How can legislators help ensure the ACP doesn’t end? Miller explained there is no ACP if Congress does not act. State legislators can write letters, blog posts, op-eds and ask critical questions such as why hasn’t this program been extended. They can make calls and talk with constituents to gather testimonials of how access to the internet has helped improve their lives and share with colleagues on Capitol Hill.

“When funds run out,” cautioned Khadir, “there will be tremendous consequences. We are living in a world of artificial intelligence. How can we tell people in an age where technology will advance and grow exponentially that we are going to make it more expensive to connect to the internet?”

Joining the discussion on artificial intelligence (AI) was Chelsi Bennett, State Public Policy Lead for the Eastern U.S. for Block, and Assemblyman Clyde Vanel of the New York General Assembly (33rd District).

AI has been around since 1985 in more basic executions than what we see and experience today. In November 2022, generative AI and long-range model programs became publicly available, and since then, many things have changed and a lot of advancements have been made.

Some of the concerns are understanding and protecting the gap when AI takes the place of human decision making. Vanel explained how he used AI to look at the New York state law, find a gap and write a bill to address it. AI did indeed find a gap and Vanel introduced a housing bill that was co-authored by ChatGPT. However, his bill received some backlash and, as a result, Vanel uses this example to caution other state legislators when wrestling with technology and figuring out how to use it to disrupt and help on the job.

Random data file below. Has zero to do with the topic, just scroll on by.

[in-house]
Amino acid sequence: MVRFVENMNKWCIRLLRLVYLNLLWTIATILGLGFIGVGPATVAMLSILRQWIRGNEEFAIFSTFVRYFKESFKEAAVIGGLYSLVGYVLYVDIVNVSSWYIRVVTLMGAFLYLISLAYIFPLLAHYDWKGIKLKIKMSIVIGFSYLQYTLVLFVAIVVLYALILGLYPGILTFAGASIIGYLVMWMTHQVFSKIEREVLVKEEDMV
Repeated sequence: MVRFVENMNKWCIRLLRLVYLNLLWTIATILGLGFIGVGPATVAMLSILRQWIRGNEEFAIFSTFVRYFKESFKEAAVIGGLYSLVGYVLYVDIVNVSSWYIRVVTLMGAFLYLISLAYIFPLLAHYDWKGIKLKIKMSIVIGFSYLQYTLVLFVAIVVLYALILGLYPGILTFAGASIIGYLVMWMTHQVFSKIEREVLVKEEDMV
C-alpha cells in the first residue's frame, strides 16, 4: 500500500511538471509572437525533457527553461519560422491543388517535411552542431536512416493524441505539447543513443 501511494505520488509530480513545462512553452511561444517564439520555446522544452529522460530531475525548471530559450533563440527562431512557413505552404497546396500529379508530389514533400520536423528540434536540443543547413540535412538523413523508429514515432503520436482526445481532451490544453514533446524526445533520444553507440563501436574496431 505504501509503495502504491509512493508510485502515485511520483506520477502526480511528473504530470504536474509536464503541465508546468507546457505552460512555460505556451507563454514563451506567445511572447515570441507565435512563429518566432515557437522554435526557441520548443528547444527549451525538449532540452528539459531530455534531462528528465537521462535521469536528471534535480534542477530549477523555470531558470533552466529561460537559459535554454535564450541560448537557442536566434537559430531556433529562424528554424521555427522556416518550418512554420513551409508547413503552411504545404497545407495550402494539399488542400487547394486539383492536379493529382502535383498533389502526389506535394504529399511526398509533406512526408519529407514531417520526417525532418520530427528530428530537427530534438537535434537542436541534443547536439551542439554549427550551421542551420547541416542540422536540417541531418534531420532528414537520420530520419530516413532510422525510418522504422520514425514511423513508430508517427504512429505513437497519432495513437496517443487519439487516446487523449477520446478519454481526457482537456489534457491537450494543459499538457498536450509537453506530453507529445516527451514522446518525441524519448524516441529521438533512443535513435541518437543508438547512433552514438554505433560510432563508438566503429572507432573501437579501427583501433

Bennett discussed a host of ways AI can help businesses, including creating content, automating processes and operations, and improving efficiency and effectiveness. Based off of new data that came out from the small business entrepreneurship council, 93% of small business owners believe AI tools are cost-effective and can improve profitability.

However, there is concern that algorithmic discrimination can occur as studies have shown that women and people of color are less likely than non-Black people to receive a financial loan. As a result, it’s important for laws and policies to allow for innovation but also protect against high-risk AI and provide consumer protection.

That’s why, said Bennett, African Americans need to be at the table because the data put into the AI impacts output. Vanel agreed there aren’t enough Black people in the room when discussions are happening, and decisions are made about training and hiring around AI technology. Lawmakers should also consider privacy and intellectual privacy rights, and it will be critical for Black legislators to be involved in those efforts and be able to provide guidance.

With very few Black companies in the AI space, increasing broadband access via ACP will help create the pipeline for future African Americans in technology.